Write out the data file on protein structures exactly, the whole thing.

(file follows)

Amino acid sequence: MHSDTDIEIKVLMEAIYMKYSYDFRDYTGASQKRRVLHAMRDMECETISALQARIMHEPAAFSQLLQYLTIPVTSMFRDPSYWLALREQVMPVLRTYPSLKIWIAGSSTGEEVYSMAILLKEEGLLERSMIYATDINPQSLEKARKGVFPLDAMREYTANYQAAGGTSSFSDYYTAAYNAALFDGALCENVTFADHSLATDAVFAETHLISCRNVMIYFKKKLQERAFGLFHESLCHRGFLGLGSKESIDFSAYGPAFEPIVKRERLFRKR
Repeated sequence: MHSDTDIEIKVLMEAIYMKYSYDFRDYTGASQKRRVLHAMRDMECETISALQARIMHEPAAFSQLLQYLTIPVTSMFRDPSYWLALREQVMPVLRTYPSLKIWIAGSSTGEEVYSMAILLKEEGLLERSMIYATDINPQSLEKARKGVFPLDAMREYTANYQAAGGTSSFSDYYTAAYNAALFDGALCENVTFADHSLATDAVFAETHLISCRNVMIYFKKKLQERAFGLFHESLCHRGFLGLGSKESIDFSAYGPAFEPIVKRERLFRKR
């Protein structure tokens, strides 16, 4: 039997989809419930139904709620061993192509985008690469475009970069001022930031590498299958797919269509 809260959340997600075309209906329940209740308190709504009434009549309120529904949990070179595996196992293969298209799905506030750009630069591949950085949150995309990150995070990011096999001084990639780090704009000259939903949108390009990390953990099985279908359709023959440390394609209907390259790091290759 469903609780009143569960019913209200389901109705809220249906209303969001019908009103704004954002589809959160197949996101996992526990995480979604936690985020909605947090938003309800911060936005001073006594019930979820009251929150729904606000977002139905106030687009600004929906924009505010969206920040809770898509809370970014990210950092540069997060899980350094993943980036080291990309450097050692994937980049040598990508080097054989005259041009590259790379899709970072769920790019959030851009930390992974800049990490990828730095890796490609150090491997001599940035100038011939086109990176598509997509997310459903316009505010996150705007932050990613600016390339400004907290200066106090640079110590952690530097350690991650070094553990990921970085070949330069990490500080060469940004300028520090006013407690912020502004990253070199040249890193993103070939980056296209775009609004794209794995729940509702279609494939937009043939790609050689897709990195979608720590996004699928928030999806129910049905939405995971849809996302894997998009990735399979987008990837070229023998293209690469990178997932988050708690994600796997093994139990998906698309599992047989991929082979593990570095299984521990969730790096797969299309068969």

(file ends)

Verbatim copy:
Amino acid sequence: MHSDTDIEIKVLMEAIYMKYSYDFRDYTGASQKRRVLHAMRDMECETISALQARIMHEPAAFSQLLQYLTIPVTSMFRDPSYWLALREQVMPVLRTYPSLKIWIAGSSTGEEVYSMAILLKEEGLLERSMIYATDINPQSLEKARKGVFPLDAMREYTANYQAAGGTSSFSDYYTAAYNAALFDGALCENVTFADHSLATDAVFAETHLISCRNVMIYFKKKLQERAFGLFHESLCHRGFLGLGSKESIDFSAYGPAFEPIVKRERLFRKR
Repeated sequence: MHSDTDIEIKVLMEAIYMKYSYDFRDYTGASQKRRVLHAMRDMECETISALQARIMHEPAAFSQLLQYLTIPVTSMFRDPSYWLALREQVMPVLRTYPSLKIWIAGSSTGEEVYSMAILLKEEGLLERSMIYATDINPQSLEKARKGVFPLDAMREYTANYQAAGGTSSFSDYYTAAYNAALFDGALCENVTFADHSLATDAVFAETHLISCRNVMIYFKKKLQERAFGLFHESLCHRGFLGLGSKESIDFSAYGPAFEPIVKRERLFRKR
């Protein structure tokens, strides 16, 4: 039997989809419930139904709620061993192509985008690469475009970069001022930031590498299958797919269509 809260959340997600075309209906329940209740308190709504009434009549309120529904949990070179595996196992293969298209799905506030750009630069591949950085949150995309990150995070990011096999001084990639780090704009000259939903949108390009990390953990099985279908359709023959440390394609209907390259790091290759 469903609780009143569960019913209200389901109705809220249906209303969001019908009103704004954002589809959160197949996101996992526990995480979604936690985020909605947090938003309800911060936005001073006594019930979820009251929150729904606000977002139905106030687009600004929906924009505010969206920040809770898509809370970014990210950092540069997060899980350094993943980036080291990309450097050692994937980049040598990508080097054989005259041009590259790379899709970072769920790019959030851009930390992974800049990490990828730095890796490609150090491997001599940035100038011939086109990176598509997509997310459903316009505010996150705007932050990613600016390339400004907290200066106090640079110590952690530097350690991650070094553990990921970085070949330069990490500080060469940004300028520090006013407690912020502004990253070199040249890193993103070939980056296209775009609004794209794995729940509702279609494939937009043939790609050689897709990195979608720590996004699928928030999806129910049905939405995971849809996302894997998009990735399979987008990837070229023998293209690469990178997932988050708690994600796997093994139990998906698309599992047989991929082979593990570095299984521990969730790096797969299309068969």